16/08/2011 09:23 BST | Updated 15/10/2011 06:12 BST

Foraging in The Heather Clad Hills of the Glen of the Fairies

On Saturday I cooked with some children in a small village hall for their Heather Festival up in the Glen of The Fairies (Glenshee). This two-week festival takes place when the hills are ablaze with the royal purple and a climb up Mount Blair will give stunning, mauve views across Glenisla and Glenshee.

Families enjoyed food foraging walks and almost every chef cooked with delicious chanterelles or raspberries. Tayside is of course renown for cultivated raspberries but the wild, bird seeded berries are deliciously sweet and much easier to pick than the prickly brambles, which will be ready to forage in a few weeks time. Just a few wild raspberries make a fine addition to most cereals at breakfast but with patience, a forager can pick enough for a wild summer pudding. Redcurrants can also be found growing wild in Scotland. I recently came across a patch in some woods, possibly some secret garden escapees but any garden had long gone and the currants were free for the picking. Redcurrants are high in pectin and vitamin C so will help to set and bind food; I add them to my strawberry jam for an easier set.

For a truly, wild red berry pudding you should find some wild strawberries but of course you can supplement any wild berries with cultivated ones. The wild strawberry is a clandestine wee berry, lurking under the low, creeping strawberry leaves but when you taste one, the sweetness will explode in your mouth - its concentrated strawberry flavour is far superior to cultivated varieties. Wild strawberries can be found in woods and by country lanes. Smaller strawberries will of course take longer to harvest for the supper table but they don't need hulling and the effort is well rewarded in terms of taste. Their tiny fruits can be picked all through the summer because only a few berries ripen at a time.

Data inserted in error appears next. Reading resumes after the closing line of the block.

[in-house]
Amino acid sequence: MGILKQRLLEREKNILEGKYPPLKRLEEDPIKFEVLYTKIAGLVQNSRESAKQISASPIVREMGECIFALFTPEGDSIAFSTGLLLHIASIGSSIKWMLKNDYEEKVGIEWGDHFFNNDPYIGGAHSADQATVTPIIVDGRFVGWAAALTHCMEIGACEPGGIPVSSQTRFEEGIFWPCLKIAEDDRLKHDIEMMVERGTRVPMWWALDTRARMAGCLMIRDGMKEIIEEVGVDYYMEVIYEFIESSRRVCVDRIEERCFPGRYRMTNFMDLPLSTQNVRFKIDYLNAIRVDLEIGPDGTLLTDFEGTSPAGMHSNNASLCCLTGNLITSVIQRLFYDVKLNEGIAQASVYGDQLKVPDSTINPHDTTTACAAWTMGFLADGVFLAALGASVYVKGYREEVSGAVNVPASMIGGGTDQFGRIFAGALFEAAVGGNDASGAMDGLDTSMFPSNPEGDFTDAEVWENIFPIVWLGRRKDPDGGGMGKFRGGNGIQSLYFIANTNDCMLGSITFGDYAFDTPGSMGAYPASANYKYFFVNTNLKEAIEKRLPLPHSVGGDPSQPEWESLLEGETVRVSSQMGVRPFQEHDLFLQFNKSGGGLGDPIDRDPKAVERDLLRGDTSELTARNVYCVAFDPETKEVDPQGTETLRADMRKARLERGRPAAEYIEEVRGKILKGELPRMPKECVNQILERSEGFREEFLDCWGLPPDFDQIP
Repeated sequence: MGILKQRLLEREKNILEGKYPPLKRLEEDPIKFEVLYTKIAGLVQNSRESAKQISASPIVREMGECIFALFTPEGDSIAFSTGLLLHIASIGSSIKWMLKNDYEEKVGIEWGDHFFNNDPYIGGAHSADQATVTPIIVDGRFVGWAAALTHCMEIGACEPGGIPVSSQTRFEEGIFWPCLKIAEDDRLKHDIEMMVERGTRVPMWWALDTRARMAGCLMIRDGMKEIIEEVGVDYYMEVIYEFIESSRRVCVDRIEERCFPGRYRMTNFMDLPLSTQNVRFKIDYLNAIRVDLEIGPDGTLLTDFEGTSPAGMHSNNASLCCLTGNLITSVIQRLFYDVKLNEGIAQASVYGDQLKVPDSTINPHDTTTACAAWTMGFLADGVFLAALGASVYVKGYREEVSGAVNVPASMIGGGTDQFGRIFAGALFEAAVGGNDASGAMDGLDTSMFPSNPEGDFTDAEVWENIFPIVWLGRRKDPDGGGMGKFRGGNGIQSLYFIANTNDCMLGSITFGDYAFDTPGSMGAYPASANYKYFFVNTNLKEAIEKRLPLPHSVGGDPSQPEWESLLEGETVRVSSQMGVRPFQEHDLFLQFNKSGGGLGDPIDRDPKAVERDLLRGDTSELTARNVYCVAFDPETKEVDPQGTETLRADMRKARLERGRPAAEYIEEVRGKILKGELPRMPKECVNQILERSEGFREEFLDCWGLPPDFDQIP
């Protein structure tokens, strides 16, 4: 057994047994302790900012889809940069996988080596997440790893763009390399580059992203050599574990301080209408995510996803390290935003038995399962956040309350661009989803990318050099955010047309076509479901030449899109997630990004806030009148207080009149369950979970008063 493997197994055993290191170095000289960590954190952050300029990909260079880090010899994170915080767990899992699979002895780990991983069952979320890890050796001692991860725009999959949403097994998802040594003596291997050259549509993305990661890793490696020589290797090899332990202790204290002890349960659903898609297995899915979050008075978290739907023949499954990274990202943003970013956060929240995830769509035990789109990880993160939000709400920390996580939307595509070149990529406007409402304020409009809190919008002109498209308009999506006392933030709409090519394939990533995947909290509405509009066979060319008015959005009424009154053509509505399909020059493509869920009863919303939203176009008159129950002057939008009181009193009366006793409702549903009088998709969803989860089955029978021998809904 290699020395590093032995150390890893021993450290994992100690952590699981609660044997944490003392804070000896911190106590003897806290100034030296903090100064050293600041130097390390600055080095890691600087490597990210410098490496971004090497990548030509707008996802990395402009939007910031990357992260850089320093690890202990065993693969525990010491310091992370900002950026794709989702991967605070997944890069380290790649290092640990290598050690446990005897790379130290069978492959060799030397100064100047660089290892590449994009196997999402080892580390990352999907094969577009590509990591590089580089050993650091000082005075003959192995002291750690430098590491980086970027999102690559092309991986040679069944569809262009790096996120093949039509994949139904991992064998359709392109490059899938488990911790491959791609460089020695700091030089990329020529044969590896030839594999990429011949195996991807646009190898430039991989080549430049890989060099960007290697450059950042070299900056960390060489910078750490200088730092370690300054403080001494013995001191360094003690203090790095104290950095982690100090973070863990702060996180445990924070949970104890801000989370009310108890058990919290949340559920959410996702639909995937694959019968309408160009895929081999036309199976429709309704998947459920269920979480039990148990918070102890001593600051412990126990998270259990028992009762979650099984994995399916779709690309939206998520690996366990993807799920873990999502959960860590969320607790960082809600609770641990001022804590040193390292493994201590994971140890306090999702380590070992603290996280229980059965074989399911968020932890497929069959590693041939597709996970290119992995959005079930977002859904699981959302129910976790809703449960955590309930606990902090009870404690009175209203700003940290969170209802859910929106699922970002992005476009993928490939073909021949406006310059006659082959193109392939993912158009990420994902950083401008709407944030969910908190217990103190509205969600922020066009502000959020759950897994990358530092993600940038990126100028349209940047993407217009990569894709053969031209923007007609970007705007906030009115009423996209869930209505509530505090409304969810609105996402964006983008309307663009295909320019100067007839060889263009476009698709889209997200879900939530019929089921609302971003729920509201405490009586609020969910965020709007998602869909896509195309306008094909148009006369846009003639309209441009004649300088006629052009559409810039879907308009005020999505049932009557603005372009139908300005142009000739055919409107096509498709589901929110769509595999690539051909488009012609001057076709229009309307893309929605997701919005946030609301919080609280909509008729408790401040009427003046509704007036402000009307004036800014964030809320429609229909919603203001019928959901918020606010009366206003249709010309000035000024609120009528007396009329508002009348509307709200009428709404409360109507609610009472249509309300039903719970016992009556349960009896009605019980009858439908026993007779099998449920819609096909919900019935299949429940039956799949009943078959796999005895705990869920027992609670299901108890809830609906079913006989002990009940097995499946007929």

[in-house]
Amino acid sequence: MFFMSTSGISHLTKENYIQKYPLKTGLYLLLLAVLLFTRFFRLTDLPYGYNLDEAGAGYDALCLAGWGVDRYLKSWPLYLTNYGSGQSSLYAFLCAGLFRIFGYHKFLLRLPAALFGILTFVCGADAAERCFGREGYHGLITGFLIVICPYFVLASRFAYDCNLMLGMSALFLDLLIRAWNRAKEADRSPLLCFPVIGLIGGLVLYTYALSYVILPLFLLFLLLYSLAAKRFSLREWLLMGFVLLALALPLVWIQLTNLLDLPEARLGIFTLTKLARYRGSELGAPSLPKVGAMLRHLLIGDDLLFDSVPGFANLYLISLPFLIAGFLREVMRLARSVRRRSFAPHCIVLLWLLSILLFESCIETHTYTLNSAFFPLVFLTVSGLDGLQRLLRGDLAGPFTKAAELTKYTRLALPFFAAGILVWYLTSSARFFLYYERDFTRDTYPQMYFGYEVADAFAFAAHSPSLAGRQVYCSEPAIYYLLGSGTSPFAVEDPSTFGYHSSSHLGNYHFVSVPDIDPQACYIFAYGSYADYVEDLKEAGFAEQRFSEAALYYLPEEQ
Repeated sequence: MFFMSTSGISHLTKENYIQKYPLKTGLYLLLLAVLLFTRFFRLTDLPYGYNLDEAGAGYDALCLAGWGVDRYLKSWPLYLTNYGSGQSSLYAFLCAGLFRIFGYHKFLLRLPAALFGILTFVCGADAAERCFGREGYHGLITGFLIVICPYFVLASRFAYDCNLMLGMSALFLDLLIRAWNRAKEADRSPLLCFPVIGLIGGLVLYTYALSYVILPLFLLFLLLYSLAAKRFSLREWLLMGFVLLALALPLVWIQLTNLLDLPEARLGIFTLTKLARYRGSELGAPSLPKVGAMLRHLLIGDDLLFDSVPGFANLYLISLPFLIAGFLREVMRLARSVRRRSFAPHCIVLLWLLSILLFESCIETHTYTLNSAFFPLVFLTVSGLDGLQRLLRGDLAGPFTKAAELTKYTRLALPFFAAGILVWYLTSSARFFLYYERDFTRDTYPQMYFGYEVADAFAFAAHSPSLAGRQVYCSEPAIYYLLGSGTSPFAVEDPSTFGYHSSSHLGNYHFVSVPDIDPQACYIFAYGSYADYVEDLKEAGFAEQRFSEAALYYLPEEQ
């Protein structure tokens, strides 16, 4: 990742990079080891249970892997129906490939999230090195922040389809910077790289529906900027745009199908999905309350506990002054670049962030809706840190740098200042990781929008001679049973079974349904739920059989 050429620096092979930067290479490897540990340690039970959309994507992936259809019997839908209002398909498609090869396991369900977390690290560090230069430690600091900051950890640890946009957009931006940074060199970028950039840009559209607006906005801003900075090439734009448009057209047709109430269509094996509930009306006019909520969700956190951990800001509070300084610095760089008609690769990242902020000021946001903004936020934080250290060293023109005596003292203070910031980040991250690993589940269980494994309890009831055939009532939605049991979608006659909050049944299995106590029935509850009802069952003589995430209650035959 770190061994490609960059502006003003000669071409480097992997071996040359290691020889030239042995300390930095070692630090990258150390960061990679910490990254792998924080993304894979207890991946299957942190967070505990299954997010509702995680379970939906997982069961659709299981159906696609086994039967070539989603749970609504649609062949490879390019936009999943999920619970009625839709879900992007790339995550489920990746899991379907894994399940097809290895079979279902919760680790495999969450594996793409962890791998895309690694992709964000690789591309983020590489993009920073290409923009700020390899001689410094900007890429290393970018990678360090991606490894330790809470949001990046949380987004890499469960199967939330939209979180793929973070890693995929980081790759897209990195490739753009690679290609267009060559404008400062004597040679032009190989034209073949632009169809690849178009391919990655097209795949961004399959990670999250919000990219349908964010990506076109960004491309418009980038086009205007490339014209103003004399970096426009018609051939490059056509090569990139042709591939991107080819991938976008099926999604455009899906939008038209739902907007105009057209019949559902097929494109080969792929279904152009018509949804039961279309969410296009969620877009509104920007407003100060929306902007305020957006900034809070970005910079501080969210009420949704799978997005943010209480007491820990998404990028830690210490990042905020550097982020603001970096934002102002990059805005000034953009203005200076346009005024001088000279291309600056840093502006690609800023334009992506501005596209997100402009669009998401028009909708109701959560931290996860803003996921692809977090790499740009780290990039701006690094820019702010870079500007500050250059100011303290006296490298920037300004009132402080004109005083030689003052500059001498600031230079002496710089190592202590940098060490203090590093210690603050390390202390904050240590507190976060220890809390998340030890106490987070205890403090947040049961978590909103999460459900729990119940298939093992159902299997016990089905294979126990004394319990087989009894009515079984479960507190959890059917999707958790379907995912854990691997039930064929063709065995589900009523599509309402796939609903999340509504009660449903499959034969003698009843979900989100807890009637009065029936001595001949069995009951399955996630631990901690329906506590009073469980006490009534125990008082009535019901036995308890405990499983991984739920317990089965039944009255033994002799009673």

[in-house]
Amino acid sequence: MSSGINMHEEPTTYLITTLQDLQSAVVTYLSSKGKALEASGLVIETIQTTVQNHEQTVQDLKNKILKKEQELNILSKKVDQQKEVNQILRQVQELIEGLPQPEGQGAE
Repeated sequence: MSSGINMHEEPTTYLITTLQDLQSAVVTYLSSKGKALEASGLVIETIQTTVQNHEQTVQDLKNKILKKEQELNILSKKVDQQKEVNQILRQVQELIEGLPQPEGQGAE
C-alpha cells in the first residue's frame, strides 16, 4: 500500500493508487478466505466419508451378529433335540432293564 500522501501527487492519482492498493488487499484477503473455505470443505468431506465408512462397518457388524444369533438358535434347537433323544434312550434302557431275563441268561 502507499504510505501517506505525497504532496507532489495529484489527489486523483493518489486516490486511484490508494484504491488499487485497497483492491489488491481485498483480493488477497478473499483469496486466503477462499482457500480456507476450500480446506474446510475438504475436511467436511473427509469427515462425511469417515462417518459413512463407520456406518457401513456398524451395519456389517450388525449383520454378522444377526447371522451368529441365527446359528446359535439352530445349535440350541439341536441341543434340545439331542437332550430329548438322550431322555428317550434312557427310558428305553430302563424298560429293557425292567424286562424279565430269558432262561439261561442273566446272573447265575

This year, I was late in picking elderflower blossom, even by Scottish standards where it can still be found in bloom in late July; and so, I mixed Meadowsweet in to my elderflower cordial - one to try again next year was the family verdict. Inspired by cordial success I began some Meadowsweet recipe development. The roots are sweet too, their taste is somewhat similar to vanilla but that recipe is in need of modification. A sprig of Meadowsweet does however; give a hint of something special to this simple, wild red berry pudding.

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Wild Red Berry and Meadowsweet Pudding

Serves 6-8

Loaf of day old brioche or 8 individual brioches

500g wild raspberries

200g redcurrants

2tbsps water

Large sprig Meadowsweet blossom (including leaves)

75-100g sugar (to taste)

200g wild strawberries

1. Cut the brioche(s) into 1cm slices and line the sides and base of a pudding (pint /600ml) bowl with the slices of brioche.

2. Simmer the raspberries and redcurrants with the water, Meadowsweet and sugar (to taste) in a pan, until the juices begin to run (3-4mins). Then add the strawberries and cook for a further minute until the strawberries are just soft. Remove the Meadowsweet.

3. Fill the brioche-lined bowl with the fruit and juice. Cover the top of the bowl with slices of brioche.

4. Put a saucer on top of the bowl and weigh it down with a weight. Leave the pudding in a cool place for 24 hours to allow the fruit juices to soak in to the brioche.

5. Turn the pudding upside down on to a serving dish and serve in slices with cream or Greek yoghurt

© Fiona Bird